Participants of the management workshop.

Ethiopian TV and Radio Journalists Participate in Management Workshop

The most precious resource a manager has is personnel, a group of 14 Ethiopian journalists, most from the state Ethiopian Television and Radio Agency, were told during a four-day workshop held at Unity College in Addis Ababa, Ethiopia, January 8-11 and organized by the James M. Cox Jr. Center for International Mass Communication Training and Research.

"You must manage the resources available to you," Dr. Lee B. Becker, Cox Center Director, told the journalists, most of whom were middle-level managers. "A key resource is personnel."

Dr. Becker said managers must recognize that "You cannot do all the work or make all of the decisions. As a result, you will be only as good as the people you hire, retain and manage."

The workshop, offered as an outreach program by the Journalism and Communication Department of Unity College, an independent college in Ethiopia, focused on management issues. It included presentations on organization of television newsrooms, audience analysis, promotion and marketing, and the social responsibility of broadcast journalists, as well as personnel management.

In addition to Dr. Becker, discussion leaders were Dr. Melinda Robins of Emerson College in Boston and Dr. Elizabeth Lester Roushanzamir of the Grady College of Journalism and Mass Communication at the University of Georgia. The Cox Center is a unit of the Grady College.

Drs. Becker, Robins and Roushanzamir were in Addis Ababa to work with Unity College as part of a two-year program to help Unity develop its journalism department and curriculum. The three met with Prof. Abdu Mozayen, head of the Journalism and Communication Department, and with journalism and communication faculty members Tegest Heruy and Seyoum Alemu during their time in the Ethiopian capital.

Prof. Robins and Prof. Roushanzamir will return to Unity for four weeks in the summer of 2002 to work more closely with faculty and students in the journalism department. A representative of Unity will visit the United States in August of 2002 as part of the programs. In 2003, representatives of the Grady College will be at Unity twice, and a faculty member from Unity will be in the United States for a visit as well.

The exchange between the University of Georgia and Unity College is funded in part by a USAID grant from the Association Liaison Office for University Cooperation in Development. Unity is the first independent institution of higher education in Ethiopia, offering programs in subjects such as accounting, management, marketing, secretarial science and office management, and economics, in addition to journalism. Approximately 10,500 students are on four campuses, three in Addis and the fourth in Narareth.

The workshop discussions on personnel management included a discussion on techniques for motivating journalists. "You are more likely to lead your employees to great results by focusing on their positive accomplishments than by finding fault with and punishing their negative outcomes," Dr. Becker told the workshop participants.

Twelve of those in the workshop worked for Ethiopian Television, the only television service available in Ethiopia. Another of the journalists worked for Ethiopian Radio. Both the state and radio organizations are part of the Ethiopian Television and Radio Agency, a government agency. The final member of the workshop worked as public relations officer at Unity College and as a newspaper journalist.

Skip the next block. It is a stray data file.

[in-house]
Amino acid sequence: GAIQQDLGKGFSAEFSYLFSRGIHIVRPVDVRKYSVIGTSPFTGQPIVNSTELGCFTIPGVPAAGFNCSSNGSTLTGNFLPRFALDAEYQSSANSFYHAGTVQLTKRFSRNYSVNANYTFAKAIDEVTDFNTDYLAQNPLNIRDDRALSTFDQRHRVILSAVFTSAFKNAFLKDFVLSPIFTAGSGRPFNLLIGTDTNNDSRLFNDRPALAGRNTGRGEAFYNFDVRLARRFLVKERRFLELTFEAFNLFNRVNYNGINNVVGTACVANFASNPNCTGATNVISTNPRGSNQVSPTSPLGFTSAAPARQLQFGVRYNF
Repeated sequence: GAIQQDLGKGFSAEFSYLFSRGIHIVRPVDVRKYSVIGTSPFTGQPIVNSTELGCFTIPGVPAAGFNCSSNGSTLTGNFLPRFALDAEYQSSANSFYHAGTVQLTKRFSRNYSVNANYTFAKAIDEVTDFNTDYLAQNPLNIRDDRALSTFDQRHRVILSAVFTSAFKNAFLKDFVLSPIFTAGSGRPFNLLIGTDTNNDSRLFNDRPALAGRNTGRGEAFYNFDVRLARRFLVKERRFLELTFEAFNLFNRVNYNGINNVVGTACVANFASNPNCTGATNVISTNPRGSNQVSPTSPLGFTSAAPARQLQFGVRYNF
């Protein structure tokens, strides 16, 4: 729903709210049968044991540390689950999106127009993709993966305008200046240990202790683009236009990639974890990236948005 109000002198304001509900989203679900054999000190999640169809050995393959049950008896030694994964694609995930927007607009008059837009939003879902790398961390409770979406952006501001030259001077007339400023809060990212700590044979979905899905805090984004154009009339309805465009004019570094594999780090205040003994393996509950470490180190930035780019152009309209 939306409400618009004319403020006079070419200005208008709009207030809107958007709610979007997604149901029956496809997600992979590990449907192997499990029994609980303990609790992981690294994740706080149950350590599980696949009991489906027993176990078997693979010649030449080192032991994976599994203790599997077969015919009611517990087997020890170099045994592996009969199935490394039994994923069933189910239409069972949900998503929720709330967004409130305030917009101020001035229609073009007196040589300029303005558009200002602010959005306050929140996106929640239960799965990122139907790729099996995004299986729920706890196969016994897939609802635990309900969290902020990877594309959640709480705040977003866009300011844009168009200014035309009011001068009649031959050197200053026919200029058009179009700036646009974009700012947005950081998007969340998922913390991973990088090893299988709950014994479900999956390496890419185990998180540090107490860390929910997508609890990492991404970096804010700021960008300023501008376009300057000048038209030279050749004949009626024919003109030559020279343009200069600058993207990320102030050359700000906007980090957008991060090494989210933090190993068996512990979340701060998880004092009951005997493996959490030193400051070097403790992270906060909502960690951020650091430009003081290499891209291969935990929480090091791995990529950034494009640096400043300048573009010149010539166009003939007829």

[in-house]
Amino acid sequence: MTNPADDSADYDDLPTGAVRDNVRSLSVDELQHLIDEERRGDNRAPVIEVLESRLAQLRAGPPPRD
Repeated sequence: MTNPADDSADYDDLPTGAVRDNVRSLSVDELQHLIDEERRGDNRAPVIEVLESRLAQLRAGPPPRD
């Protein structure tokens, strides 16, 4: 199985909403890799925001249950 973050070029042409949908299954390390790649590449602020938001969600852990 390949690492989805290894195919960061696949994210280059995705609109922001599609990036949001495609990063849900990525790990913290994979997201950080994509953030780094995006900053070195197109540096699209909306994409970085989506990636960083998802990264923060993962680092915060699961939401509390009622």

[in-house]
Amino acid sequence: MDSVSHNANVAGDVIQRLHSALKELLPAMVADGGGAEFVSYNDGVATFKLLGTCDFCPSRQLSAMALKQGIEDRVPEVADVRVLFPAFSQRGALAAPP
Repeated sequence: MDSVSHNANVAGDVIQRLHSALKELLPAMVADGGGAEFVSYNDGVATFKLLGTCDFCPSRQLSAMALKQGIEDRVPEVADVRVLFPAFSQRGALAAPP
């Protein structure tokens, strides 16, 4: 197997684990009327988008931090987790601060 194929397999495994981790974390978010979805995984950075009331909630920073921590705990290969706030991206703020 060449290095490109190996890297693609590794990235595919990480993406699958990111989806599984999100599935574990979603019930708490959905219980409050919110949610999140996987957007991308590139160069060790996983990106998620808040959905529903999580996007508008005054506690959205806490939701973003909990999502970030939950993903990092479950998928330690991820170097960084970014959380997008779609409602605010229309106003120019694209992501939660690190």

Workshop participants discussed criticisms of Ethiopian television and radio offered by the public, other constituent groups, and internally, and discussed ways to address them. They also participated in exercises designed to get them to try their hands at personnel management, played the role of their audience members in a mock focus group, developed a strategic plan for the future of Ethiopian television, and discussed ethical issues confronting journalists working in Ethiopia today.

Prof. Robins led the group in a discussion of the meaning of social responsibility and presented examples of ethics codes from the United States, Ghana and Nigeria.

"While top managers set overall policy, every manager can influence how social responsibility issues are applied in practice," Dr. Roushanzamir said, making clear the link between the discussion of management and social responsibility of journalists and the organizations for which they work.

Dr. Robins, a faculty member in the Department of Journalism at Emerson College, has traveled and worked extensively in Africa. She worked as a newspaper journalist and a government public information specialist before earning her doctorate in the Grady College at the University of Georgia. Her dissertation work in Tanzania was supported by the Cox Center.

Dr. Roushanzamir, also a specialist on Africa, is a member of the Advertising and Public Relations Department in the Grady College. She was part of a three-person Cox Center team that helped Unity College faculty develop student-centered instruction in a workshop in February of 2000.

The workshop with Ethiopian Television was organized by Unity College because Unity recognizes the importance of broadcast television in Ethiopia, Academic Vice President Taffesa Asfaw said in closing ceremonies at the workshop.

The dean said he was pleased to have the opportunity to organize the workshop as part of the exchange between the University of Georgia and Unity.